When the Quad was reinstituted by Australia, the United States, Japan, and India in late 2017, Chinese Foreign Minister Wang Yi mocked it as a “headline-grabbing idea” that would “dissipate like sea foam”. Several south-east Asian countries openly expressed concern that the grouping of democracies could be provocative, divisive and challenge the cherished status of the Association of South-East Asian Nations.
Some four years later, the Quad certainly hasn’t dissipated. It is alive, thriving, and increasingly supported by ASEAN states. In the middle of a pandemic, Quad leaders met twice last year – virtually and then face-to-face. The meeting of the four foreign ministers in person on Friday is further evidence of the Quad’s significance and status.
It is common to characterise the Quad, as some of its critics still do, as just an anti-China grouping. On the face of it, it is easy to see why. The Quad’s members are those four countries that have expressed the most concern regarding Beijing’s aggressive actions, and it would not have been re-formed if they were content to accept Beijing’s false assurances of China’s peaceful and contented rise. All four have been subjected to Chinese coercion in the last two years in one form or another.
Even with respect to the impending meeting, Chinese coercion and disinformation campaigns will be on the agenda, as will persistent issues such as Beijing’s incursions into Taiwanese and Japanese territory and its illegal actions in the South China Sea. Beijing’s apparent “no limits” pact with Moscow will also be raised.
All Quad members champion the free and open Indo-Pacific, an alternative framework to China’s hierarchical and coercive approach, which seeks exclusive spheres of influence for itself. In other words, China is always squarely on the agenda.
For these reasons, the Quad is frequently bundled together with other groupings, including initiatives such as AUKUS. Both complement each other. But they are not the same. AUKUS is a military and industrial arrangement between three allies to develop the military assets needed to deter China from using force over issues such as Taiwan. It is all about developing the military power required to compel China to think twice about using force to achieve its objectives.
Broad platform attracts regional support
Many countries in the region are quietly supportive of AUKUS and fear that the initiative will not live up to its promise, rather than the intent behind it. This is because it is obvious China is the primary great-power threat to the status quo in the Indo-Pacific and the absence of a military counter by the US and its allies will imperil the entire region.
But even those regional countries reluctant to call out China as a problem have noticeably warmed to the Quad. The explanation for this is that the Quad has become a broader platform through which four formidable countries are able to offer security and public goods to the region.
Consider the outcomes of the meeting of Quad leaders last September. The four states announced additional measures to manufacture and distribute COVID-19 vaccines throughout the Indo-Pacific, including the donation of more than 1.2 billion doses.
Other initiatives included developing an advanced clean hydrogen network and value chain to lower reliance on fossil fuels, and developing open, accessible, and secure technological ecosystems and supply chains for new and critical technologies such as those relevant to 5G networks, semiconductors, biotechnology, and in space.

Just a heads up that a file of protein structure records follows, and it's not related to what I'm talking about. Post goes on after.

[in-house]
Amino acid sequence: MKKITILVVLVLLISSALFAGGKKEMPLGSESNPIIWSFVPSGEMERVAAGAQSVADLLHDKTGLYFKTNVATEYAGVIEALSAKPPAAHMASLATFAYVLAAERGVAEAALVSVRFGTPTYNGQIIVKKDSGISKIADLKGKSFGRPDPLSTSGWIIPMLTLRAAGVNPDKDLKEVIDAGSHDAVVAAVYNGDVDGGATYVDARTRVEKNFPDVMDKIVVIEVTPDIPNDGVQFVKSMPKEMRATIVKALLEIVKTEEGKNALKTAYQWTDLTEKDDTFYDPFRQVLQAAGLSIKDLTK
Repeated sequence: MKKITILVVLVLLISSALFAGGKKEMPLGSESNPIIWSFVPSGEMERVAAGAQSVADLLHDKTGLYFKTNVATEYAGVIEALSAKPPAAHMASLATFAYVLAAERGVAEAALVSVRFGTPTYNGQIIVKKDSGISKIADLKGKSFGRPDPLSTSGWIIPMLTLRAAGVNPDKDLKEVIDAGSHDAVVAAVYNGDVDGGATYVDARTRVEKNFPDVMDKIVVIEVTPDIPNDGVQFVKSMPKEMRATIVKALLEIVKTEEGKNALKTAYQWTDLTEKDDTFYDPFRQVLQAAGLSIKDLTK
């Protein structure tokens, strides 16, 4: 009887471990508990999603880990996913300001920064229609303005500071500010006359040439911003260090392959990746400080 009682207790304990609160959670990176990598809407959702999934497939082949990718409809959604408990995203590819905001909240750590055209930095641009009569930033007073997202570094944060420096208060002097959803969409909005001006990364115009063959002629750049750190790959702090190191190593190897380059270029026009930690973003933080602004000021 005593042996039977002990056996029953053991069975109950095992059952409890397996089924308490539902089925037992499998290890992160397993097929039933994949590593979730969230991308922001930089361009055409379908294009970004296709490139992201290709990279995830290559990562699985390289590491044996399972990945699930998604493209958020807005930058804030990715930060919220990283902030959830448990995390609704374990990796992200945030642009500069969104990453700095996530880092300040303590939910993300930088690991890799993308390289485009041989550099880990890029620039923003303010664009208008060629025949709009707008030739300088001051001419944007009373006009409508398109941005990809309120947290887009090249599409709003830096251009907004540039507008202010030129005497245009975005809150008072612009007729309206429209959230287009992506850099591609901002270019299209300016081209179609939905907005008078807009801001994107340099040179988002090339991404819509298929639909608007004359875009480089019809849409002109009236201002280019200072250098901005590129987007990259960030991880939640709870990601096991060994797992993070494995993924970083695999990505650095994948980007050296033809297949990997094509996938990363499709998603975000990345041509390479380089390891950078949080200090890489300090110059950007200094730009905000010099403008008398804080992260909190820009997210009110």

Since 2015, Quad members have provided tens of billions of dollars to finance infrastructure in the region.
While other countries also promise similar offerings to the region, the Quad approach is deliberately designed to reinforce and advance a set of rules and principles that are different to those favoured by China. For example, poorer nations receiving donations of vaccines need not offer political and strategic concessions in return. Infrastructure will meet environmental, labour, quality and transparency standards.
Contrast to Chinese arrangements
Supply and value chains will be open to those who respect contractual agreements and intellectual property, in contrast to Chinese arrangements, which are typically closed to competition, non-transparent, and designed to entrench permanent advantages and privileges for Chinese entities.
This is not to say that the Quad ignores urgent and important strategic and geopolitical issues. But the growing support for it is because the grouping is finding ways to expand and normalise the application of the ‘liberal rules-based order’, and at the same time, provide solutions to an urgent regional crisis and advance the development objectives of mainly low- and middle-income countries in the Indo-Pacific.
In this sense, the grouping has an understated and nuanced strategic and diplomatic appeal in a region filled with smaller vulnerable states. Even non-democratic countries in our neighbourhood seek alternatives to Chinese approaches that lock them into unequal, unfair and oppressive agreements.
The Quad could morph into a genuine and extensive military co-operation agreement if Beijing persists with its aggressive trajectory – which seems likely. However, that is not the standard by which we should assess its current importance.
At present, the Quad gives Australia an enhanced standing and relevance in the region, serves to draw India deeper into regional affairs, helps to regulate standards and behaviour in a way that advances liberal and democratic norms, and serves as a warning to China that its strident ways will meet increasing resistance.
This is pretty good for an entity that was dismissed as nothing but froth and bubble.